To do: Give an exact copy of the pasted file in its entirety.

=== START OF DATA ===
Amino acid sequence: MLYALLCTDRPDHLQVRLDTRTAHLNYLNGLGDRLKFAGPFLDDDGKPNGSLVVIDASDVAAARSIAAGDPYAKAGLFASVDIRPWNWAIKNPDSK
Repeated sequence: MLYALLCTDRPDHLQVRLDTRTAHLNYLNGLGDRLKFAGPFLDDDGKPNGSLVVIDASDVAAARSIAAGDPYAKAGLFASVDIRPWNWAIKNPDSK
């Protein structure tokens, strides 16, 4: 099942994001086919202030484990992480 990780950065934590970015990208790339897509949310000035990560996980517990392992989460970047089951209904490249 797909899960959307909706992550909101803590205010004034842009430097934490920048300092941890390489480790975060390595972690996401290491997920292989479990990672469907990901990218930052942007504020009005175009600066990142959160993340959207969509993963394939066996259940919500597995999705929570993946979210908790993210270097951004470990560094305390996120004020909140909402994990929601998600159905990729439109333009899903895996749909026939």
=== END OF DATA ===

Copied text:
Amino acid sequence: MLYALLCTDRPDHLQVRLDTRTAHLNYLNGLGDRLKFAGPFLDDDGKPNGSLVVIDASDVAAARSIAAGDPYAKAGLFASVDIRPWNWAIKNPDSK
Repeated sequence: MLYALLCTDRPDHLQVRLDTRTAHLNYLNGLGDRLKFAGPFLDDDGKPNGSLVVIDASDVAAARSIAAGDPYAKAGLFASVDIRPWNWAIKNPDSK
């Protein structure tokens, strides 16, 4: 099942994001086919202030484990992480 990780950065934590970015990208790339897509949310000035990560996980517990392992989460970047089951209904490249 797909899960959307909706992550909101803590205010004034842009430097934490920048300092941890390489480790975060390595972690996401290491997920292989479990990672469907990901990218930052942007504020009005175009600066990142959160993340959207969509993963394939066996259940919500597995999705929570993946979210908790993210270097951004470990560094305390996120004020909140909402994990929601998600159905990729439109333009899903895996749909026939």